Friday, October 10, 2014

Soup, and Veggies, and Work, and Keeping it Simple

I'm pretty sure we all have a certain capacity to get things done.

I wonder if it's constant or if it ebbs and flows.  I think it probably changes.  For example: I've been so busy with other things that I have neglected the blog.  I have mentally written many updates, that have never actually made it to paper.

As many of my fair readers know, I've been working hard over the last year or two to lose the 2nd baby weight.  My baby is 2 yrs 3 months.

It's ebbed and flowed. I got pretty good at losing the same 15 pounds 3 times, but work and life stresses seemed to get in the way.

Well, I'm not sure what my personal capacity is right now.  Here are the big things on my plate:
1.  Two kids (8 and 2)
2.  Full time job
3.  co_VP of fundraising for school PTA
4.  Regular exercise (daily) for health and weight loss
5.  Weight loss (attempting to lose 15 to 20 more pounds).  This requires daily calorie counting and measuring.
6.  Food prep and cooking.  I am the main cook in the house, so I do the grocery shopping, meal planning, lunch packing, etc.

So my challenges on the food front are many -
When I am in weight loss mode, I eat a lot of vegetables.  Think about 4 cups a day.  A typical day would be 5 small meals.
Meal #2: a cup of raw veggies with hummus or dip
Meal #3 (lunch): salad with two to three cups of lettuce and some veggies (and hard boiled eggs)
Meal #4: leftover cooked vegetables from the prior night, or more raw veggies
Meal #5 (dinner): a steamed or sauteed veggie or veggie soup of some kind.

It is a lot of work to prep all those vegetables. I  have taken to prepping 5 baggies of vegetables on Sunday, so I can grab and go for my lunch.  Still, each night I spend 20 minutes (if not more), packing for the next day.

On top of that, my meals are somewhat uninspired.  When you are focused so much on weight loss and calorie counting, it's hard to muster the energy for new recipes or fun meals.

Next, of course, is the CSA.  I do not like to waste food, so when we get our weekly ration, I have to figure out what to do with it.  This is where the soup comes in.  I have the following soups in my freezer due to the CSA:

carrot ginger
roasted tomato and pepper
chard and potato

And next up this weekend: butternut squash soup.

If only it weren't 80-95 degrees right now, I could ENJOY the soup.

Of course this week's CSA is rather uninspiring for me:
spaghetti squash - don't much care for it, and of course, it's not a "soup" or "crudite" vegetable.
fennel - I just don't like fennel
cherry tomatoes - don't care for these either, so I always roast them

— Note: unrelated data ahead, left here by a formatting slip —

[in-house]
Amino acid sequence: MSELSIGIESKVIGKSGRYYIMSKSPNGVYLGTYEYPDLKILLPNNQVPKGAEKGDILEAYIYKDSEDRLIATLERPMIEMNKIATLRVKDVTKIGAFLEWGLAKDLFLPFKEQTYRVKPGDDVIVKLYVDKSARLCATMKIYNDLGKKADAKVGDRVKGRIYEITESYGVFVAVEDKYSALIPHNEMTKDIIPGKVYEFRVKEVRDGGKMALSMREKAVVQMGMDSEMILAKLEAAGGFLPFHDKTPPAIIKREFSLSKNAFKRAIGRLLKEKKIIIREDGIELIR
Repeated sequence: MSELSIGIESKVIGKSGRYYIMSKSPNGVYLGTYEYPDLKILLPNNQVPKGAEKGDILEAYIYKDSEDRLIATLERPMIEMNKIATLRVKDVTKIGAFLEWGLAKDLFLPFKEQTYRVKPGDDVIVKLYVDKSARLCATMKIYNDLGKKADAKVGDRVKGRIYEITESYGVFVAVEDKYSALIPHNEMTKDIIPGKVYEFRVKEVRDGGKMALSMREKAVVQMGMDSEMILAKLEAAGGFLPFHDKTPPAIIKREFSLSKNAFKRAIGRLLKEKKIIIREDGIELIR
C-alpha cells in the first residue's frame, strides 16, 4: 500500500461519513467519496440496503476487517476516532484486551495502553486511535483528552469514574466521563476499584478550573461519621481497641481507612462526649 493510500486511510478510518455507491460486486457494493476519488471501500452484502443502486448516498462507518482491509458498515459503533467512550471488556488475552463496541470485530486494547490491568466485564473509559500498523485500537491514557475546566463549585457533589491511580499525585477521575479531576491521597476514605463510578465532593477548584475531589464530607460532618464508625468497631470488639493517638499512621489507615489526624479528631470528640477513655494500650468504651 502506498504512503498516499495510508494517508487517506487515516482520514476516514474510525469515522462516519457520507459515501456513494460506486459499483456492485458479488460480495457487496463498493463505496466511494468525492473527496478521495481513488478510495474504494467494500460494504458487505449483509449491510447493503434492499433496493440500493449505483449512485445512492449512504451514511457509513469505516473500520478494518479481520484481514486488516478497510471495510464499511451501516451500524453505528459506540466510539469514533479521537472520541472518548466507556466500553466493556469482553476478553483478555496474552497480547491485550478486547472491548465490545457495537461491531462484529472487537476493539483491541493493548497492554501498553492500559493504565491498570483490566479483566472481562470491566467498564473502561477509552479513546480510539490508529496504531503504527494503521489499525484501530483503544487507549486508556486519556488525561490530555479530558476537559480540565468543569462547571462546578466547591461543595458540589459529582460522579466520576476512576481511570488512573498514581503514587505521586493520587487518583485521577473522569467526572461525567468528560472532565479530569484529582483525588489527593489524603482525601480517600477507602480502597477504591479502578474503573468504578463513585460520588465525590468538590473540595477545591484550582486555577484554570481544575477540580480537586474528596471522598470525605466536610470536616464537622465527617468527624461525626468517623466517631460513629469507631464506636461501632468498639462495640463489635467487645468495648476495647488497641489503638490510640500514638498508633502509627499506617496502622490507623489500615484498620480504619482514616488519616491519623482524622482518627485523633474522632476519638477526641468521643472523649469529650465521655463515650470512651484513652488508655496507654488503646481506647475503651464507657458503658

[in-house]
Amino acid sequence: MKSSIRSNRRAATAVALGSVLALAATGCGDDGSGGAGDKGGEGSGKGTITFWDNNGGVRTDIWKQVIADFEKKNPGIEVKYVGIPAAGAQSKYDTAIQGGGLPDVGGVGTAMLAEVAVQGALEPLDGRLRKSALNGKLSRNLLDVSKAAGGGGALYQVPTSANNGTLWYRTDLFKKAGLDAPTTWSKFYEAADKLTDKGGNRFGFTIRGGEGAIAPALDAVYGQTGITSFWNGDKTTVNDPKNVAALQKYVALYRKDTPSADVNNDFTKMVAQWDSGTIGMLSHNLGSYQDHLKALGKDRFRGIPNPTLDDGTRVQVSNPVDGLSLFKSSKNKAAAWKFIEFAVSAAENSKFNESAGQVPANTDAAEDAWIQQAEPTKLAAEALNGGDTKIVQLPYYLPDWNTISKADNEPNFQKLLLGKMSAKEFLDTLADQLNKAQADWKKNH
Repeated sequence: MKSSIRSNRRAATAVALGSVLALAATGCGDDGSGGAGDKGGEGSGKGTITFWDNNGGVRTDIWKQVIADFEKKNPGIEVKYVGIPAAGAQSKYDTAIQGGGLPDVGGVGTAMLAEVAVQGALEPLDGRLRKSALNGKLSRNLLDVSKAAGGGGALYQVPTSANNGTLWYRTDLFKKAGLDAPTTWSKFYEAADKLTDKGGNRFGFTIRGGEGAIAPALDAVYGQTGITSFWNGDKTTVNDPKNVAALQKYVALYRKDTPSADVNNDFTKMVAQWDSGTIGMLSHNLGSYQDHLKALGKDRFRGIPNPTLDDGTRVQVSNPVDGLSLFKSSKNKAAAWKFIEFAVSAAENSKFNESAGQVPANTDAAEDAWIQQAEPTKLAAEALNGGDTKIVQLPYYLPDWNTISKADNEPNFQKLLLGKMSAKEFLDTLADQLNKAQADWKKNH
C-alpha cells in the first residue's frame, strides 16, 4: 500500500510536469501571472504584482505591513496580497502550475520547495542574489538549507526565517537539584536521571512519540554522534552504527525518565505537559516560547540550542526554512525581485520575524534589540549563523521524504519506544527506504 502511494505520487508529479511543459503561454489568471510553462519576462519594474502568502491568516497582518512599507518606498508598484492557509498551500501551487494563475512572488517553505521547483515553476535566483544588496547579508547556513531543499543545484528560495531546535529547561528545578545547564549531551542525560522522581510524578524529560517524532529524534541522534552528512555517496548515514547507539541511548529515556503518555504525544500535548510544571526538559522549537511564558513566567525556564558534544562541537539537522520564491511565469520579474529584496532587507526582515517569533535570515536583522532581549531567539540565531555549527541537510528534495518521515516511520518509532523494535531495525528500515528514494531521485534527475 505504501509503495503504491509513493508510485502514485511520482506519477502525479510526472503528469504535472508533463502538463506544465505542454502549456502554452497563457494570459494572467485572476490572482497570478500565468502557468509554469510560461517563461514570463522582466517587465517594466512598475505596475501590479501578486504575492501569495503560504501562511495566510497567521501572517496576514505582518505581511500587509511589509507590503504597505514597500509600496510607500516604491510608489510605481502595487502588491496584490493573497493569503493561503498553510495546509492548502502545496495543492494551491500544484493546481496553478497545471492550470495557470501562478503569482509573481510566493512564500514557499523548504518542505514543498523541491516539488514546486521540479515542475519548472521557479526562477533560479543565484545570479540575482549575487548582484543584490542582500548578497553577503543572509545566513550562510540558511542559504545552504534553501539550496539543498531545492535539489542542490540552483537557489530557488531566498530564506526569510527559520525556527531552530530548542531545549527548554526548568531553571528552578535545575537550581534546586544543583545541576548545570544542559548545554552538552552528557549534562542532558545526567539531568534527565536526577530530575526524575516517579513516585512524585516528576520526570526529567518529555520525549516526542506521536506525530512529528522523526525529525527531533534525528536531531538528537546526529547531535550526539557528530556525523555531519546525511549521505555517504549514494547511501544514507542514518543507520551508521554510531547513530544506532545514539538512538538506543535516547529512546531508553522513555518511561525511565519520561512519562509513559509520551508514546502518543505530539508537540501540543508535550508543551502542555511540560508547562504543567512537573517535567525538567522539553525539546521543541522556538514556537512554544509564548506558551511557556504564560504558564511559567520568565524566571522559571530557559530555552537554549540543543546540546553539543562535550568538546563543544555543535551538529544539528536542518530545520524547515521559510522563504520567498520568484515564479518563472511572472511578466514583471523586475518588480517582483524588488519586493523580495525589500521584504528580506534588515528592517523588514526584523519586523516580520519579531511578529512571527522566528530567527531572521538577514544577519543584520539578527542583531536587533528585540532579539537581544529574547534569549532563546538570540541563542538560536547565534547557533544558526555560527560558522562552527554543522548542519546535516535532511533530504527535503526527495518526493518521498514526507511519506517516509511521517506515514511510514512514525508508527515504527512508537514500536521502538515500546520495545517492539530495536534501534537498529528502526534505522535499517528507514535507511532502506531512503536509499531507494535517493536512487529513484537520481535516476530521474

chard - I don't like chard, and I don't feel like making MORE chard and potato soup
eggplant - I like eggplant, but I have a pound of teeny tiny eggplant, so that is a lot of work
green beans - not a soup or crudite, but easy to saute or steam.  Of course, I have 2 pounds to clean and trim.
pomegranates - sigh.  Great on salads, but a PITA

What does this all mean?  Well, it means double duty cooking:
spaghetti squash, fennel, and cherry tomatoes: some sort of Italian dish with meatballs
butternut squash: soup (these are from the last 2 weeks of the CSA)
chard: I guess maybe I'll make bean burritos and hide it in there.  So I have to make refried beans.
eggplant: caponata
pomegranates: sigh
lettuce: two heads to wash
raw veggies: as usual, I have to make up five big bags of veggies
Other: of course I have to buy other veggies (for my raw veggies and for other dinners).  This week, I actually ran out.

It also means that I don't have the energy for much else.  So much of my time is filled with just "getting by" cooking wise - both making sure I use the CSA and making sure I have prepped everything in a timely (for dinner and lunch) manner, that there isn't much time for fun cooking.

And of course, there's the weight loss.  Unfortunately at my age and activity level, I can only really have 1200-1500 calories a day and still lose weight.  That means careful weighing, measuring, and planning.  If I cook something new, I have to figure out how to count it!

Activity wise, I exercise 30-45 minutes most days: swimming, DVDs at home (21 Day Fix, PiYo, P90X).  I usually walk on my lunch break most days also (30 minutes).  Weekends I generally get a walk in on at least one day, usually 3-4 miles.

At 1200-1500 calories a day, every calorie counts.  Right now I'm carb cycling using Chris Powell's plan.  It's similar to the "21 Day Fix" plan, but with a rearrangement of what you eat on what days.  I don't think there is anything magic about the 21DF containers, except they are portion controlled and well balanced with respect to fats, protein, and carbohydrate.  Whether you carb cycle, use the 21DF containers, use Weight Watchers, or simply count calories, they can all be effective - the answer comes down to your own physiology and your own psychology.  Carb cycling is working for me right now because I get a "cheat day" where I don't have to think about it.  That may change.  It's important to note that it's working very slowly, and it's painful - all this planning, and I'm STILL hungry.  I go to bed hungry, wake up hungry, and swim hungry until it turns into a massive headache.


Well, currently I am down 17 pounds from this time last year.  2 pounds above my recent minimum, which was in May.  151 in case you were wondering. :)  My coworkers ask me if it's worth all of the pain and suffering?  I don't really know.  Ask me if I get to my goal.